Egypt’s slash of interest rates likely to reduce domestic debt, lure investment: experts

The recent decision of the Central Bank of Egypt (CBE) to slash interest rates by 1.5 percent is a step in the right direction to reduce the country’s domestic debt and encourage investment, said Egyptian economic experts.

CBE has recently slashed deposit, lending and main operation rates by 1.5 percent, reducing them to 14.25 percent, 15.25 percent and 14.75 percent respectively.

These rates once grew as high as 20 percent following the country’s full liberalization of its local currency’s exchange rate in November 2016 as part of a three-year economic reform plan.

“This is a positive step that reduces the volume of local debt by decreasing the debt service represented in the interest rate paid by the government for domestically borrowing in the form of treasury bills,” Mohamed al-Shemy, Egyptian banking expert and economics professor emeritus, told Xinhua.

He explained that treasury bills used for the government’s domestic borrowing are linked with the interest rates that have recently been slashed by 1.5 percent.

Egypt’s foreign exchange (forex) reserves rose to 44.92 billion U.S. dollars by the end of July 2019, according to the CBE.

Shemy described Egypt’s credit of forex reserves as “safe,” attributing its rise to the improvement of the country’s sources of foreign currency, including the Suez Canal traffic fees, tourism, exportation and the remittances of Egyptian expatriates.

“Since the interest rate has decreased and the amount of forex reserves is safe, this should positively reflect on the prices of commodities in the local market,” said the banking expert.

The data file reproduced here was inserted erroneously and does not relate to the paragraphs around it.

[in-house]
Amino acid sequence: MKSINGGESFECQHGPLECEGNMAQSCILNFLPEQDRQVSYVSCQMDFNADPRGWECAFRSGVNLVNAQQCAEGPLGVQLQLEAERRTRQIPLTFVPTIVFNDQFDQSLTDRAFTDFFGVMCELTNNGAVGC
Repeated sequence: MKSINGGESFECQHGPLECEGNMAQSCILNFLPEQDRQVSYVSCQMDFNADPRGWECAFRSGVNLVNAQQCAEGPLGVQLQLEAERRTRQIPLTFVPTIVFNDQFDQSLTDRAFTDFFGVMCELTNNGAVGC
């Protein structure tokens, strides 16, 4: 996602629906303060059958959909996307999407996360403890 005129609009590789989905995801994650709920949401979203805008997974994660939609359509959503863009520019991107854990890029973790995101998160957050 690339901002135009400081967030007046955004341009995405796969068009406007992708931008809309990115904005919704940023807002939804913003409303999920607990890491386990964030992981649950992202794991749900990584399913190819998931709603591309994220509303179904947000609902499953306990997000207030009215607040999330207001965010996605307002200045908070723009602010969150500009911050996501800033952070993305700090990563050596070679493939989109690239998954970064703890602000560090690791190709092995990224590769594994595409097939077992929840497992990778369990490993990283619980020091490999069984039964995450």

He added that the interest rates affect those investors whose businesses are based on domestic borrowing, so when the interest rates are decreased, it will attract more investors to the Egyptian market.

“The interest rate reduction also reduces the cost for borrowing investors and the cost of their products, so it should both lure investors and reduce prices,” Shemy pointed out.

Egypt’s foreign debt rose to 106.2 billion dollars by the end of March 2019, compared to 88.2 billion dollars in the same period last year, according to CBE data released in August. Meanwhile, the domestic debt currently exceeds 4 trillion Egyptian pounds (about 248 billion dollars).

Ibrahim Nawwar, an economic expert and former adviser to the minister of industry and foreign trade, said that the 1.5-percent interest rate reduction is expected to reduce the public debt service and also help the government reduce the budget deficit of the ongoing fiscal year.

“The positive move is also likely to encourage investment, open room for further industry and exportation, push forward the stagnant real estate market, create new job opportunities and increase production capacity,” Nawwar told Xinhua.

The expert explained that the government has already managed to reduce the debt service by more than 2 percent before the CBE decision to slash interest rates, yet the recent move will maximize the debt service reduction.

Supported by a 12-billion-dollar loan from the International Monetary Fund, Egypt started a three-year austerity-based economic reform program in November 2016, including local currency devaluation, fuel and energy subsidy cuts and introduction of value-added tax.

Despite consequent price hikes, the reform program achieved positive results that reflected on the country’s growth rate, which hit 5.6 percent during the 2018/19 fiscal year that ended in late June, according to Egypt’s Finance Minister Mohamed Maait.

“Generally, the CBE reduction of interest rates is a right decision and a step in the right direction,” Nawwar said, stressing that the success of the move requires increasing investment in both the public and the private sectors, broadening production capacities and boosting exportation.